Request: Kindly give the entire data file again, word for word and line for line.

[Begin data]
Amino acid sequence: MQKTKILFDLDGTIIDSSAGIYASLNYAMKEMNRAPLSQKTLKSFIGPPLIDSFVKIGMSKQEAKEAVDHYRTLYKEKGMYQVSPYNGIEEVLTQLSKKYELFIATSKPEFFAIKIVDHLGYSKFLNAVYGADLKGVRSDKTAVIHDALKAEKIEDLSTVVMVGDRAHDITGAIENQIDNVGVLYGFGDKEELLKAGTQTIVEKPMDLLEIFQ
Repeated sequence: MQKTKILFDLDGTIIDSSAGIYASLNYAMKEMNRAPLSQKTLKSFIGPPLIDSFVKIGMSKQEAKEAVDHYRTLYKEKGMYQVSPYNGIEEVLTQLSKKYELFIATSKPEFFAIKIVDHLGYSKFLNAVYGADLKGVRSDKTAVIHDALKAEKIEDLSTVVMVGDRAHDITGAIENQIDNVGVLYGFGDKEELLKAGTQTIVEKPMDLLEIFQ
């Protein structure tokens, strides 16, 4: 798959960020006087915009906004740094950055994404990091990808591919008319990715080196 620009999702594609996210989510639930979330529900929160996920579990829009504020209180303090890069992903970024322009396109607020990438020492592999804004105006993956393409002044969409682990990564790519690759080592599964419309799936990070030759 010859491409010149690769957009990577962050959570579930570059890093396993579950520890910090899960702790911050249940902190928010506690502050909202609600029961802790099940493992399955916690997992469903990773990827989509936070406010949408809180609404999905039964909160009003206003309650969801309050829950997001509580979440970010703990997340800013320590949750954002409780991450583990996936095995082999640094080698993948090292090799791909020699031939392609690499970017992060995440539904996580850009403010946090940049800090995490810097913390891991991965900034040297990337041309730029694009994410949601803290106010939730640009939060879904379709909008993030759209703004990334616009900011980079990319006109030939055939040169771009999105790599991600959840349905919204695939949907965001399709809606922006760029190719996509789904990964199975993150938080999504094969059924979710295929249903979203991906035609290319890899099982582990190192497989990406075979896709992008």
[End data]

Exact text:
Amino acid sequence: MQKTKILFDLDGTIIDSSAGIYASLNYAMKEMNRAPLSQKTLKSFIGPPLIDSFVKIGMSKQEAKEAVDHYRTLYKEKGMYQVSPYNGIEEVLTQLSKKYELFIATSKPEFFAIKIVDHLGYSKFLNAVYGADLKGVRSDKTAVIHDALKAEKIEDLSTVVMVGDRAHDITGAIENQIDNVGVLYGFGDKEELLKAGTQTIVEKPMDLLEIFQ
Repeated sequence: MQKTKILFDLDGTIIDSSAGIYASLNYAMKEMNRAPLSQKTLKSFIGPPLIDSFVKIGMSKQEAKEAVDHYRTLYKEKGMYQVSPYNGIEEVLTQLSKKYELFIATSKPEFFAIKIVDHLGYSKFLNAVYGADLKGVRSDKTAVIHDALKAEKIEDLSTVVMVGDRAHDITGAIENQIDNVGVLYGFGDKEELLKAGTQTIVEKPMDLLEIFQ
């Protein structure tokens, strides 16, 4: 798959960020006087915009906004740094950055994404990091990808591919008319990715080196 620009999702594609996210989510639930979330529900929160996920579990829009504020209180303090890069992903970024322009396109607020990438020492592999804004105006993956393409002044969409682990990564790519690759080592599964419309799936990070030759 010859491409010149690769957009990577962050959570579930570059890093396993579950520890910090899960702790911050249940902190928010506690502050909202609600029961802790099940493992399955916690997992469903990773990827989509936070406010949408809180609404999905039964909160009003206003309650969801309050829950997001509580979440970010703990997340800013320590949750954002409780991450583990996936095995082999640094080698993948090292090799791909020699031939392609690499970017992060995440539904996580850009403010946090940049800090995490810097913390891991991965900034040297990337041309730029694009994410949601803290106010939730640009939060879904379709909008993030759209703004990334616009900011980079990319006109030939055939040169771009999105790599991600959840349905919204695939949907965001399709809606922006760029190719996509789904990964199975993150938080999504094969059924979710295929249903979203991906035609290319890899099982582990190192497989990406075979896709992008």